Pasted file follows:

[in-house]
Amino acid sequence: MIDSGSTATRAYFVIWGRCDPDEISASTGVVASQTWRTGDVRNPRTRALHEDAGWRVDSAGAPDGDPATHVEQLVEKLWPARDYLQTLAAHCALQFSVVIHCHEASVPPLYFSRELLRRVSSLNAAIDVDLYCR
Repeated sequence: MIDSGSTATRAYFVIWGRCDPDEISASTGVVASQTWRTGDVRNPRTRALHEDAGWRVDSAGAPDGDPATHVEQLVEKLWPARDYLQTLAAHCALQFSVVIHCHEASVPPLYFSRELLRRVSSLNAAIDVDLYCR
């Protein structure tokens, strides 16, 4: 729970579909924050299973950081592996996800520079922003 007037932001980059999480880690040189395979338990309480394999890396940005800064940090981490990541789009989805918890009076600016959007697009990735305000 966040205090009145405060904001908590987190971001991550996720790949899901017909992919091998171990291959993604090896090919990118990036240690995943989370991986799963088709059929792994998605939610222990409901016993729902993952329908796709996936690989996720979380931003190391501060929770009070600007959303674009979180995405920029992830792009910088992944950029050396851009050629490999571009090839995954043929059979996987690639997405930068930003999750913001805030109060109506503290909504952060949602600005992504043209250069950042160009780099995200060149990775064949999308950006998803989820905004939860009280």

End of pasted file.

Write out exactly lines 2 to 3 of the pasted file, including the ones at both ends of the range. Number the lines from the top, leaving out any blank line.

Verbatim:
Amino acid sequence: MIDSGSTATRAYFVIWGRCDPDEISASTGVVASQTWRTGDVRNPRTRALHEDAGWRVDSAGAPDGDPATHVEQLVEKLWPARDYLQTLAAHCALQFSVVIHCHEASVPPLYFSRELLRRVSSLNAAIDVDLYCR
Repeated sequence: MIDSGSTATRAYFVIWGRCDPDEISASTGVVASQTWRTGDVRNPRTRALHEDAGWRVDSAGAPDGDPATHVEQLVEKLWPARDYLQTLAAHCALQFSVVIHCHEASVPPLYFSRELLRRVSSLNAAIDVDLYCR